A 74 year old woman repeatedly hit a rottweiler with her walking stick as it savaged her tiny Yorkshire terrier.
Blackburn magistrates heard that when the woman went to scoop up her pet she was bitten by the snarling dog whose owner was sat on a nearby grass bank in a drunken stupor.
And after hearing the offence came within days of Julie Ashton being sentenced for a similar offence district judge Nick Sanders jailed her for seven months.
Ashton, 55, of Moorgate Street, Mill Hill, Blackburn, pleaded guilty to being in charge of a dog dangerously out of control resulting in injuries to a person and possession of a dog while disqualified.
Catherine Allan, prosecuting, said Ashton had been the owner of two rottweilers and was well known to the police who had been to her home on numerous occasions because of problems with the dogs.
Ashton was convicted after a trial in August of having a dog dangerously out of control.
“The circumstances of that incident were virtually identical to this one,” said Miss Allan. “One of the defendant’s dogs attacked a smaller dog and when the owner has tried to protect his dog he was bitten,” said Miss Allan.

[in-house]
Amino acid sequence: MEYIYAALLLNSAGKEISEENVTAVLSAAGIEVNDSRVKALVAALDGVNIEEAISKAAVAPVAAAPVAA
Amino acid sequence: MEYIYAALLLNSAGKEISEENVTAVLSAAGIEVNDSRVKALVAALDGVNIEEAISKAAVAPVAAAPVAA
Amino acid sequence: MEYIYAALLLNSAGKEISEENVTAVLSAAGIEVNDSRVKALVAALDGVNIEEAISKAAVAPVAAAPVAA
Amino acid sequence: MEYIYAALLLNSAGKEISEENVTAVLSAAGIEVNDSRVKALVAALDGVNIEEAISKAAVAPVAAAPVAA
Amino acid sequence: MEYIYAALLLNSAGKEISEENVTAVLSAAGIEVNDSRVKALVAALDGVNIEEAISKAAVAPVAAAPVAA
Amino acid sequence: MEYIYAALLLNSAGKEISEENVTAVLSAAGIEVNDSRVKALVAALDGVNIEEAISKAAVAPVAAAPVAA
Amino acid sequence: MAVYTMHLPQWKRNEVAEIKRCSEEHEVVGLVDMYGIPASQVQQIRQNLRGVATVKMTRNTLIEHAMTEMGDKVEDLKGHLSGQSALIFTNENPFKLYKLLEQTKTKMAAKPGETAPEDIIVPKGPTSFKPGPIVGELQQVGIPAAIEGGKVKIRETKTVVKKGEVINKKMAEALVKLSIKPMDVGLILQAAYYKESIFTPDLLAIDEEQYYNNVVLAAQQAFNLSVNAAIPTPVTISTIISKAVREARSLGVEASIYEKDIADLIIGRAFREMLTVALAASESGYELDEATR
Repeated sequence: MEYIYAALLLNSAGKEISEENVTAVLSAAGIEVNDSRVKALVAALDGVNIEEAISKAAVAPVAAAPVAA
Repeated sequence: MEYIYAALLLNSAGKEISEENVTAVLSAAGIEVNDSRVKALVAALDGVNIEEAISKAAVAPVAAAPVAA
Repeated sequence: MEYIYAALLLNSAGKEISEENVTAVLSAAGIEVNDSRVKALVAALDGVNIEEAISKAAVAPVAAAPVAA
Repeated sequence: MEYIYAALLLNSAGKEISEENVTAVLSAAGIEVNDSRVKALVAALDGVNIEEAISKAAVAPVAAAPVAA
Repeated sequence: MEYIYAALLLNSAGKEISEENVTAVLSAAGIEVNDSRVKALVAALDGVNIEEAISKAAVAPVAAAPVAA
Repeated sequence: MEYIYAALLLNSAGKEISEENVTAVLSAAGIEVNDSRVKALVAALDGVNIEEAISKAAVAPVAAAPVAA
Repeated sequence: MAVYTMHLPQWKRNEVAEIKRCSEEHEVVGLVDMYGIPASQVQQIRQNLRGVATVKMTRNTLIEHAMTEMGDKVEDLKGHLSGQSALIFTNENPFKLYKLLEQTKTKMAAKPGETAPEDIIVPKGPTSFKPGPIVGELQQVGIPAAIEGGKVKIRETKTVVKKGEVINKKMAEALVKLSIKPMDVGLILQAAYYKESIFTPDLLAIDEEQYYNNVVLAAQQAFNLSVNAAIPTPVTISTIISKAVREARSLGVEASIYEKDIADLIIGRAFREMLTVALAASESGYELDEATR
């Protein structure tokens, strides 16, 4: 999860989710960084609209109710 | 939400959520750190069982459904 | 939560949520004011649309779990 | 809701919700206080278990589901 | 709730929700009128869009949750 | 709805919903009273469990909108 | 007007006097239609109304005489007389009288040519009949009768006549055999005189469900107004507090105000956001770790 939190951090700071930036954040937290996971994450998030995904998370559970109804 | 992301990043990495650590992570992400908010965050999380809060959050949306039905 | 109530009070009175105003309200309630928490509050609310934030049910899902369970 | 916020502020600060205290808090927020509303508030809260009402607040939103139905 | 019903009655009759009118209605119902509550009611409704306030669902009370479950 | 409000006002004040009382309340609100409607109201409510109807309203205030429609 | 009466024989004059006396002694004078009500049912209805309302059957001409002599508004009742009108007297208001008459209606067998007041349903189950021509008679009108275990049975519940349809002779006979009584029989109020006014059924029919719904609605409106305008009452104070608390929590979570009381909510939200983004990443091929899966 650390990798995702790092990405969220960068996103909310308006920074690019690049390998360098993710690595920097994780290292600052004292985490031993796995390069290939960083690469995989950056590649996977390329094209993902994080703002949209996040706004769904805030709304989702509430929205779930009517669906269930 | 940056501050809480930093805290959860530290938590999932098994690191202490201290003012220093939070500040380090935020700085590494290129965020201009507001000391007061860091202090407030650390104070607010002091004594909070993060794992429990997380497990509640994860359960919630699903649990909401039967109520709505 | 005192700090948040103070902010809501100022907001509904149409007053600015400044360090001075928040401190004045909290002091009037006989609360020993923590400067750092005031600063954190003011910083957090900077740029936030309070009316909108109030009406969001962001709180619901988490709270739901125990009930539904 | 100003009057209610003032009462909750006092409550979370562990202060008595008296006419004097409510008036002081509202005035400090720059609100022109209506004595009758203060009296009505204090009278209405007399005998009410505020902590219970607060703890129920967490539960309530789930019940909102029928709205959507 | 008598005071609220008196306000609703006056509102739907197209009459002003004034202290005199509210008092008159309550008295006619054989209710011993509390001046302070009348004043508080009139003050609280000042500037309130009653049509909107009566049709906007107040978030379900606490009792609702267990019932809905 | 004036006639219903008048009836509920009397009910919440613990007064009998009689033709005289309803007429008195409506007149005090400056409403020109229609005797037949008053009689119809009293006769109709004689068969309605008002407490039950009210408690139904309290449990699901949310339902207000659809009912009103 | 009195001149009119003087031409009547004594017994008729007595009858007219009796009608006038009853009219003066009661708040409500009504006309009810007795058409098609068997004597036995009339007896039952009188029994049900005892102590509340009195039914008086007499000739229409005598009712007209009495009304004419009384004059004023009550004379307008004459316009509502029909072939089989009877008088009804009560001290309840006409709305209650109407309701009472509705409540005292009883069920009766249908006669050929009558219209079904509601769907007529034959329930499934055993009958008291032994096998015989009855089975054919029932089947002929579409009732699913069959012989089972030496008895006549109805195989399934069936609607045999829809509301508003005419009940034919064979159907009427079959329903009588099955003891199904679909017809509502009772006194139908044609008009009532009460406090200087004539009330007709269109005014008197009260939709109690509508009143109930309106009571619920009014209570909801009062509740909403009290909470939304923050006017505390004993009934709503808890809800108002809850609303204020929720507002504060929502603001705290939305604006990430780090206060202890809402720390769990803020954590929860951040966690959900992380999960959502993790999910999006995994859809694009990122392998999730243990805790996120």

“On August 9 she was sentenced to six weeks in prison suspended for 12 months, disqualified from keeping dogs until further notice and a destruction order made against the dog. The latest incident happened just nine days later.”
Miss Allan, said Barbara Wildman, 74, was walking her dog, Pip, when she saw Ashton and another person on a grass bank and they had obviously been drinking. The rottweiler saw Pip and ran across the grass and grabbed the Yorkshire terrier.
“The defendant was extremely drunk and had no control over the dog,” said Miss Allan.
“Mrs Wildman was hitting the dog with her walking stick and eventually managed to get it to release its hold. As she tried to scoop up her dog she was bitten on the hand by the Rottweiler which was baring its teeth. Pip was lying on the floor covered in blood and Mrs Wildman was bleeding from her wounds.”
Pip was taken to the emergency vet for treatment and Mrs Wildman was taken to hospital.
Michael Blacklidge, defending, said Ashton realised she had put herself in a difficult situation.
“She never felt for one moment that having two dogs would lead her to where she is today,” said Mr Blacklidge. “She is a lady who has suffered from deteriorating health and circumstances in recent years and has an alcohol dependency and the combination has made controlling the dogs rather difficult”